Sunday, June 18, 2006

Heroes of the birding revolution

Well, Santa let me down - I didn't get my Red-footed Falcon. Yet. It's only 1.30 so I guess there is still time. I DID get an industrial-size Toblerone, which is almost as good, and lasts longer. Or it least it would if it hadn't been set upon by the family as soon as I opened it. Actually, I've had a rather boring morning's birding around Newtonhill. Basiclaly just like last Sunday's but with fewer Pom Skuas, fewer everything, but more baby birds. I chivvied a family of Great Tits (2 ad and 3 kids) from the willows with hi-grade pishing. Think they must have bred in a bird box or something in the houses to the south of the burn, and another brood of Common Whitethroats from the brambles. A Reed Bunting was singing in the brambles opposite St Anns - I never seem to track breeding Reedies down... they seem to be very irregular, but always about. Found an extra 2 Sedge Warblers carrying food along the burn near the A90, which makes a likely 9 pairs in 1 km of Elsick Burn down to the sea.

Tried a bit of a seawatch, but it only lasted half and hour - just auks, kittiwakes and fulmars. I stayed on a bit cos I could see squally showers moving north offshore, and there was just the possibility of birds in front of them. Then suddenly, there were squally showers onshore as well, and there was me out birding wearing nothing but a string vest and my nylon Y-fronts. This was too much even for me.

Don't know about you, but if there aren't many birds about, my mind starts to wander, sometimes it doesn't come back. Of course there's never going to be anything about if you're not looking, but by 12 noon I was doing more thinking than looking... and I was thinking, in a surprising non-pervy way, about the Duchess of Bedford. She was one of thos early 1900s birding characters that you only know about from books, if at all, as a name at the end of, or even in the middle of, papers and notes in British Birds etc. but she sounds like a dynamo. She pioneered Fair Isle with William Eagle Clarke - I first came across her in an account of her finding a Blyth's Reed Warbler in a turnip patch on Fair Isle, must be about 1910-ish, which is a pretty sharp id call even now, never mind wayyyy back then. She turns up all over the place in birding records of the time, not just in Britain either. Notably she saw two birds 'like Green Sandpipers but wit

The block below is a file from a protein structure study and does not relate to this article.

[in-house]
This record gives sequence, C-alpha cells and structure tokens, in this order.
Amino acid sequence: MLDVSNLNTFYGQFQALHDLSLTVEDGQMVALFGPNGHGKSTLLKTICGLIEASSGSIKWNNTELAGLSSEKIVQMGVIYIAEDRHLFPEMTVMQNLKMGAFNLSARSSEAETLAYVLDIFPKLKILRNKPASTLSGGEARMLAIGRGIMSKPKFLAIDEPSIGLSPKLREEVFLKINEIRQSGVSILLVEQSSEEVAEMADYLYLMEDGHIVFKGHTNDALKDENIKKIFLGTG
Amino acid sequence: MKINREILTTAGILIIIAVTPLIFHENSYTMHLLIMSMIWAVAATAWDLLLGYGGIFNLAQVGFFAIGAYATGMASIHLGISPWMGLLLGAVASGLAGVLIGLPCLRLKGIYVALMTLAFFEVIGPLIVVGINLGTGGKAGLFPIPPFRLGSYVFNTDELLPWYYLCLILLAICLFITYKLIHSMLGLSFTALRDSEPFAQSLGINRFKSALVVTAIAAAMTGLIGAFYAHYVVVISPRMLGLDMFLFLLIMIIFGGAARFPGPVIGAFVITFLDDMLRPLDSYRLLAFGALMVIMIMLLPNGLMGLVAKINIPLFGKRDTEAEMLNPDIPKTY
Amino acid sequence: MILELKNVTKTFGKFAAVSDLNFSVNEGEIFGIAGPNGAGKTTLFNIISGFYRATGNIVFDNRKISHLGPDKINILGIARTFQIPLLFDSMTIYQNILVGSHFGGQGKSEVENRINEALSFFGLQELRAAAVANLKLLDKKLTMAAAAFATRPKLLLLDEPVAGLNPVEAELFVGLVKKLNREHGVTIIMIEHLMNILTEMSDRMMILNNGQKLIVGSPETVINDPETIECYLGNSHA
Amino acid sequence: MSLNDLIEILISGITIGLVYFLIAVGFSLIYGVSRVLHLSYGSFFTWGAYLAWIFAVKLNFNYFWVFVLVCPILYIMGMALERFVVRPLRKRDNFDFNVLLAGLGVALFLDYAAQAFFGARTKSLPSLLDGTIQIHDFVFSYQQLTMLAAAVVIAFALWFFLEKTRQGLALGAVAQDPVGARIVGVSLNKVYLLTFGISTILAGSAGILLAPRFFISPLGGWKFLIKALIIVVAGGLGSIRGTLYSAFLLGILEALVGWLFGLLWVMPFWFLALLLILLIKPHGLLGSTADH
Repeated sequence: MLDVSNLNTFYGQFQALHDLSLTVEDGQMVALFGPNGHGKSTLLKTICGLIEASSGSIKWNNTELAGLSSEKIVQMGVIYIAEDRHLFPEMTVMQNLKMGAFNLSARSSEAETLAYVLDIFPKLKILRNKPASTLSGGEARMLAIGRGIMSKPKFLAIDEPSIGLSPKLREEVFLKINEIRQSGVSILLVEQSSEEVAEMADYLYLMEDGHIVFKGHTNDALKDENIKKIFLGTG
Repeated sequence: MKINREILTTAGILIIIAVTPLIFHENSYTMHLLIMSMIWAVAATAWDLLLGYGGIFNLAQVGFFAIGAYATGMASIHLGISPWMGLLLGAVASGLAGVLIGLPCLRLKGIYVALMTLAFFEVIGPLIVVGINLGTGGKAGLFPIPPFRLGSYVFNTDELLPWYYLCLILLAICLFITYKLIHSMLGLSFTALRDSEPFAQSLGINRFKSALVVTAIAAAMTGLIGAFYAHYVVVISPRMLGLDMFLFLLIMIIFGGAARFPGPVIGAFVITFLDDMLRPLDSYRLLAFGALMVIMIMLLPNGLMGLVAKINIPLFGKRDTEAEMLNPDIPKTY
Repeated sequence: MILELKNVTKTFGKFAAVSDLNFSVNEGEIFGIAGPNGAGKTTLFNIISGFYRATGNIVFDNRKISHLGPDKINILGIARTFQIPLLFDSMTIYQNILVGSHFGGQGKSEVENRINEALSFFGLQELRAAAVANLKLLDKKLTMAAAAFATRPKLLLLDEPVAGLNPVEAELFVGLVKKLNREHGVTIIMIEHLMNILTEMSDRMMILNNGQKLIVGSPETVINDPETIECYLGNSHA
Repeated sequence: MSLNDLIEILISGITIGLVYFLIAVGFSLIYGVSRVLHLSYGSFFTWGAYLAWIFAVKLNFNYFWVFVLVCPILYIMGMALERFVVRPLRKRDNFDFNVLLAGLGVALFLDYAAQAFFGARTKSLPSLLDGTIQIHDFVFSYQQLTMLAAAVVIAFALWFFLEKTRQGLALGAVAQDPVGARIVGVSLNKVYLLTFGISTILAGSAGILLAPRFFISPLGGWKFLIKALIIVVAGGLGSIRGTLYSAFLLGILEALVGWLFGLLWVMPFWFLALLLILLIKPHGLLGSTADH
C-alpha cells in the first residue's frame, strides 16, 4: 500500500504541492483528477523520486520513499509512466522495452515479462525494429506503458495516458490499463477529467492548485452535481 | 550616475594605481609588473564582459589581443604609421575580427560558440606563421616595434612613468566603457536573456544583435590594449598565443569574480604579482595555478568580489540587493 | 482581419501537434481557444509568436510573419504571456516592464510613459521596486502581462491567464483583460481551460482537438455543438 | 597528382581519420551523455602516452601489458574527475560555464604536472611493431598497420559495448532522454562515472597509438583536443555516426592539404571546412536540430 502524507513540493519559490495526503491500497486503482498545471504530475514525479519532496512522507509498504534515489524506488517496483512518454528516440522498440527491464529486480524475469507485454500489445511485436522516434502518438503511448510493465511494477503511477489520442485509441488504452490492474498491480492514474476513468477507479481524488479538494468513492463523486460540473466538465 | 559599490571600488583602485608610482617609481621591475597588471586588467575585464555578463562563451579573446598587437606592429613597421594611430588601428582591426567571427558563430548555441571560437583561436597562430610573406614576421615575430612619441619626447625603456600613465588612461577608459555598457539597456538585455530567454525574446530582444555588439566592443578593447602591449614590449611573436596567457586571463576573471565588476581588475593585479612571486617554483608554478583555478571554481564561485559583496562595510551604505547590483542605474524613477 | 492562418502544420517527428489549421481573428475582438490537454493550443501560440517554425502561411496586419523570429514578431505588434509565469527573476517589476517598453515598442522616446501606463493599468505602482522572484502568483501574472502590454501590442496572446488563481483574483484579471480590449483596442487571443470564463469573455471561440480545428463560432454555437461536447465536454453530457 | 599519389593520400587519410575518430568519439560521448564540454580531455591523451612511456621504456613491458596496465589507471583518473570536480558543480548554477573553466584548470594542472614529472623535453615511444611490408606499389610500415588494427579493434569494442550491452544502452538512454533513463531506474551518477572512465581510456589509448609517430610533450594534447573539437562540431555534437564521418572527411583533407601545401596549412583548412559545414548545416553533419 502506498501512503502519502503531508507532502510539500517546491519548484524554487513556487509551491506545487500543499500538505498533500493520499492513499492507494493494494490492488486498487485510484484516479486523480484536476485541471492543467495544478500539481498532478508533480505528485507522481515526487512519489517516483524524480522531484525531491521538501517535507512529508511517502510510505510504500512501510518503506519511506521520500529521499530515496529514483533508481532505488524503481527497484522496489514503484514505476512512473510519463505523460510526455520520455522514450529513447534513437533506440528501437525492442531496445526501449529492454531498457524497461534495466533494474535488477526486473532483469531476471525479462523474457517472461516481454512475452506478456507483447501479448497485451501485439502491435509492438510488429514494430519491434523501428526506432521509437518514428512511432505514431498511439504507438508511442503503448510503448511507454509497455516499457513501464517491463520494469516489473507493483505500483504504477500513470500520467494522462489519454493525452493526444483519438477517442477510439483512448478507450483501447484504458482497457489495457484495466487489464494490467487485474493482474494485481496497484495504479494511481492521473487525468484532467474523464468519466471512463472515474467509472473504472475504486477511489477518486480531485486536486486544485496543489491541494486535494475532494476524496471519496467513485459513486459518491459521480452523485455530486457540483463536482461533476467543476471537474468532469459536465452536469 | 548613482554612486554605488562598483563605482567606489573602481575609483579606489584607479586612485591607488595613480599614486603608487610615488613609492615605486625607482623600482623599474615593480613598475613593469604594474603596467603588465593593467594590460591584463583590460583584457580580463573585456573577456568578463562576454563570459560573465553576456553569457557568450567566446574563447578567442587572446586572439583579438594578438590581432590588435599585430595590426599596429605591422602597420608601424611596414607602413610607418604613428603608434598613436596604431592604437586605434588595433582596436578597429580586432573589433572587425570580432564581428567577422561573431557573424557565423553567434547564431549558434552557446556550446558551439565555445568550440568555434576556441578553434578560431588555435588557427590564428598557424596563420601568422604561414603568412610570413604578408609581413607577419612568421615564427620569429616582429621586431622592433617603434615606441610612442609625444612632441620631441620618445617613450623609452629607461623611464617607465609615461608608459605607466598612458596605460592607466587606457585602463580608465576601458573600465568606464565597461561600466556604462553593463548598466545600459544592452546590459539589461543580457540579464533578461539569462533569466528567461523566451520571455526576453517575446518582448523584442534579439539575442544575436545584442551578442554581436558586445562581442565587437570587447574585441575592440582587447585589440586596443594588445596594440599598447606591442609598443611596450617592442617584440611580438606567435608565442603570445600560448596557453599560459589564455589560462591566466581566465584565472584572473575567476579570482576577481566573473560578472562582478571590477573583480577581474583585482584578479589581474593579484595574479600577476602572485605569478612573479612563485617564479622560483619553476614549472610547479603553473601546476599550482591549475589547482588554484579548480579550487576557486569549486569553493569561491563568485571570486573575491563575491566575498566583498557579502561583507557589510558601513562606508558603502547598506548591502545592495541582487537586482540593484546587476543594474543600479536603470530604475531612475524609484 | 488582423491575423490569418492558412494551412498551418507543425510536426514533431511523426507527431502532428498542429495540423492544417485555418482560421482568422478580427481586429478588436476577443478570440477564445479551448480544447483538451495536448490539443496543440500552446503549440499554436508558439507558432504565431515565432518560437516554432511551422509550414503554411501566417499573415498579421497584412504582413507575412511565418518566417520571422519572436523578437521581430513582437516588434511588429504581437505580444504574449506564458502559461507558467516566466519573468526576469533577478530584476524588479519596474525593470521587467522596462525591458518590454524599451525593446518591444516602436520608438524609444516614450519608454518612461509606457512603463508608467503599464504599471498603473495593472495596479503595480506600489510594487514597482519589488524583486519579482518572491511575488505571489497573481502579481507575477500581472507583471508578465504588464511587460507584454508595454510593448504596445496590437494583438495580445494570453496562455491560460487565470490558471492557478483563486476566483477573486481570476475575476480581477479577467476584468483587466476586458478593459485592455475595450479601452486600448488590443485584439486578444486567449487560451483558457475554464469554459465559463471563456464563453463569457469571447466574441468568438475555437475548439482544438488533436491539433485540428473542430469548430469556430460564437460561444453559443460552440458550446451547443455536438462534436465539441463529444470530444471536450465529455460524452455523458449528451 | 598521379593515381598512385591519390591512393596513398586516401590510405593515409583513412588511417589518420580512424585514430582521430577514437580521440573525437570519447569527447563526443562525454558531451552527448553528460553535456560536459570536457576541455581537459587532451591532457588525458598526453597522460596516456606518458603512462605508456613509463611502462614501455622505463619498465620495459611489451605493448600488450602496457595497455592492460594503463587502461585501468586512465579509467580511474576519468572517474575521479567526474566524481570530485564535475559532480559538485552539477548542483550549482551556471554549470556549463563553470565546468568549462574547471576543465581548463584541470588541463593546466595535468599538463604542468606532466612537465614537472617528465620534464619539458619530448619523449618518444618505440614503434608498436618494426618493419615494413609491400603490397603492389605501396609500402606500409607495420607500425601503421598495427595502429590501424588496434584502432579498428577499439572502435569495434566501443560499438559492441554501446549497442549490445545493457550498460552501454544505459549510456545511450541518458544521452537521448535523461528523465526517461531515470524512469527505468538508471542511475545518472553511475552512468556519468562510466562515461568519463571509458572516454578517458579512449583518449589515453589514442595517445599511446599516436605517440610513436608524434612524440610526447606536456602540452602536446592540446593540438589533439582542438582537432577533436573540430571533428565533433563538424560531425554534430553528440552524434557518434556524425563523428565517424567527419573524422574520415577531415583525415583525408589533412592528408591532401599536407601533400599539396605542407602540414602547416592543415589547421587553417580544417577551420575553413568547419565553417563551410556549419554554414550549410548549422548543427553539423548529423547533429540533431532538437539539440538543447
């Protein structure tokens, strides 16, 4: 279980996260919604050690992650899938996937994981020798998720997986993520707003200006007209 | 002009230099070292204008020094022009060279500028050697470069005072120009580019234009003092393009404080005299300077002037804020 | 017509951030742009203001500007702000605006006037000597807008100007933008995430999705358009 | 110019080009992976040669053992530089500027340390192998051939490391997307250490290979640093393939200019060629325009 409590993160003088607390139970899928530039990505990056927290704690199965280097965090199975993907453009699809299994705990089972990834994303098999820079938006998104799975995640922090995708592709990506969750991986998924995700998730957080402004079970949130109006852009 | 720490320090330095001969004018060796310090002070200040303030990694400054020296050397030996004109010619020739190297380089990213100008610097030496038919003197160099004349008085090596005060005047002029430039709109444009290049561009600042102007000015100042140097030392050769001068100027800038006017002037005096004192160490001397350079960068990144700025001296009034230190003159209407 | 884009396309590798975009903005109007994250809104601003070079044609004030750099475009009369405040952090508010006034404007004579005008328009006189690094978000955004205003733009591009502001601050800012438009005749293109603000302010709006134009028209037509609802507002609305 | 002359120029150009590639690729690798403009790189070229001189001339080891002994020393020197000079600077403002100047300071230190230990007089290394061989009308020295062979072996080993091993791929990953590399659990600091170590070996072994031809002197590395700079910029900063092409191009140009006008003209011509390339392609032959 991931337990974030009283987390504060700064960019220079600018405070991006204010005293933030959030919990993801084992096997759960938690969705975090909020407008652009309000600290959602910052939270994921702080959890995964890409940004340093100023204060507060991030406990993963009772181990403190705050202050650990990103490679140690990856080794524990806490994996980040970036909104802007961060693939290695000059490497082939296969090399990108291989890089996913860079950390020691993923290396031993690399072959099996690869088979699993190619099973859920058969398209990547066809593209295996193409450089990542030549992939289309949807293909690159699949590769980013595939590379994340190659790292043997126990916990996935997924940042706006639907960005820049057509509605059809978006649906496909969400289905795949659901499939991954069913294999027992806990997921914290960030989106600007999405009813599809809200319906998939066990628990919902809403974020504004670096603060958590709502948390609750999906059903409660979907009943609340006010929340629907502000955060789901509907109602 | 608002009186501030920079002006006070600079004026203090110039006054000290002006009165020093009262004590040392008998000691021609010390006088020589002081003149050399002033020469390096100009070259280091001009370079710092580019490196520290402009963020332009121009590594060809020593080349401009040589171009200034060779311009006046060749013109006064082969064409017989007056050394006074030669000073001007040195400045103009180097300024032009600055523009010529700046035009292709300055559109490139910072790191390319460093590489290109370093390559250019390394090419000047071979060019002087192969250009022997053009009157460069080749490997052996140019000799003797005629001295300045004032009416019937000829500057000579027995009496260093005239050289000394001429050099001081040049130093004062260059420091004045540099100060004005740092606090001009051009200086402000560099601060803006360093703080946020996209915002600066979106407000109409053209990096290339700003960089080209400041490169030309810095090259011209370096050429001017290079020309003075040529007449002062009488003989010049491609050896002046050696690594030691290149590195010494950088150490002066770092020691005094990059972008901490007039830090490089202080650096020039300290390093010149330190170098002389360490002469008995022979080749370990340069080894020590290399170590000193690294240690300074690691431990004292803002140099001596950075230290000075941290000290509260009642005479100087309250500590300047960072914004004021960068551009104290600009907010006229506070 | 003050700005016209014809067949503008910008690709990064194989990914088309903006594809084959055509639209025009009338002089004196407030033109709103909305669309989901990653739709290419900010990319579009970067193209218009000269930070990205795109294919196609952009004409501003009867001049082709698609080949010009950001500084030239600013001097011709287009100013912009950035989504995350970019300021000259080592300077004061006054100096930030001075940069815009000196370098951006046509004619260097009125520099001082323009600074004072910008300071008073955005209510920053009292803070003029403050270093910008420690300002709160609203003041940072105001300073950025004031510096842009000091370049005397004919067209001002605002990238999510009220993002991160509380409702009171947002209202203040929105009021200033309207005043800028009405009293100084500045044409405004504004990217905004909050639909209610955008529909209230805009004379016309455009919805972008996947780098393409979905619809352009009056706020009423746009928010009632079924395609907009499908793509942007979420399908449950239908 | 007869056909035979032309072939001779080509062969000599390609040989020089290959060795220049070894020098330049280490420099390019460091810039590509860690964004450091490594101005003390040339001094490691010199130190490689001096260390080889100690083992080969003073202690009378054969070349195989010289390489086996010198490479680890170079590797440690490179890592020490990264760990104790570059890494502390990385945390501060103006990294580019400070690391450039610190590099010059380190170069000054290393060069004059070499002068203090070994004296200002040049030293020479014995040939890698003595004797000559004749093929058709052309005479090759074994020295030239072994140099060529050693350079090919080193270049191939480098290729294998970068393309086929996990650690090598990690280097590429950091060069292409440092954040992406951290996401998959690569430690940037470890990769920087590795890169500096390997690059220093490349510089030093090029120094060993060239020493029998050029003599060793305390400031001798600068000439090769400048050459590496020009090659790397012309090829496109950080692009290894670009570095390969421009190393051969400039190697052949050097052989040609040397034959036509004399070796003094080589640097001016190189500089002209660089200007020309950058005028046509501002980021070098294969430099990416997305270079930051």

h dark rumps' at Rye in July 1908 , a month before George Bristow processed 2 Solitary Sandpipers in his little shop. There was no suggestion that the Duchess ever made things up, but George Bristow's ability to produce apparently fraudulent specimens to order is a continuing mystery of the 'Hastings Rarities Affair'. Hence the title of my blog. If you are interested in Hastings Rarities, read my article in Birdwatch magazine -
Collinson, M. 2004. The great south coast swindle. Birdwatch 145:18-22. Let me know if you want a pirate copy, I'm sure Dominic isn't watching.

Apparently unrelated interlude... I guess at this point I'm going to alienate everyone, but between you and me... are birdwatchers uglier than the average population? Cross section of all life and all that, and even I will not be winning any modelling contracts in the near future, and I know some pretty stunning birders, male and female, but on the whole... well.. wandering round the British Birdwatching Fair last year it felt like wandering round the joint conventions of the Societies of Circus Sideshows and Medieval Plague Victims. I mean that in a nice way :-) I'm sure we're all very nice people, very cerebral, but too much time outdoors in parts of the world wheref flies lay eggs in your eyelids etc. takes its toll.

I was thinking this morning that I had previously kind-of imagined the Duchess of Bedford as a ruggedly tousled matronly figure, a bit like Lady Maud in Blott on the Landscape - sort of character who told people to 'buck up', bullied the servants, wore tweed, hunted enthusiastically, would have been first against the wall if the revolution ever came, dying a virgin in spite of 45 years of apparently blissful marriage. But that's just me sterotyping. For all I know she was a chain-smoking heroin-chic drunken sweary pixie-like birding machine who spent the long evenings on Fair Isle keeping William Eagle Clarke entertained with her repartee while polishing his big gun. So while I was out, i resolved to try and find a photo of her by the magical power of the internet when I got home. An
d look at this! Not sure about the hair - looks like when it got too long she would need it sanded down rather than cut.. but you can see that my mental image was well off track. Thanks to the V+A museum and the wonderful expiry of copyright, I present to you Mary Russell, Duchess of Bedford and careless pilot (they never found her body), birder's birder, pioneer of the modern age of birding, and a HERO of the BIRDING REVOLUTION, 1st class


2 comments:

Phantom Birder said...

take out one eye, hang a crucifix from her left ear

OMG it's LGRE!!!

if only he wore that sort of dress to go twitching in. he'd gain so much more respect

PB

Harry said...

Is it just me, or does the photo remind anyone of the 'man's dress' album cover for Bowie's 'The Man Who Sold The World'? Presumably the photographer saw this photo of the Duchess of Bedford beforehand, or maybe the future Thin White Duke was a big fan: wasn't there a story about a cocaine-addled Bowie keeping an Eastern Crowned Warbler specimen in his fridge...either that or his own piss, I can't remember!
Maybe the Duchess would look more feminine in a better quality photo, but there is something manly about her...don't let the dress fool you, Martin, she may have preferred rare Acros to men! So do I, for that matter, but then I'm a straight man, so that's not too odd....
H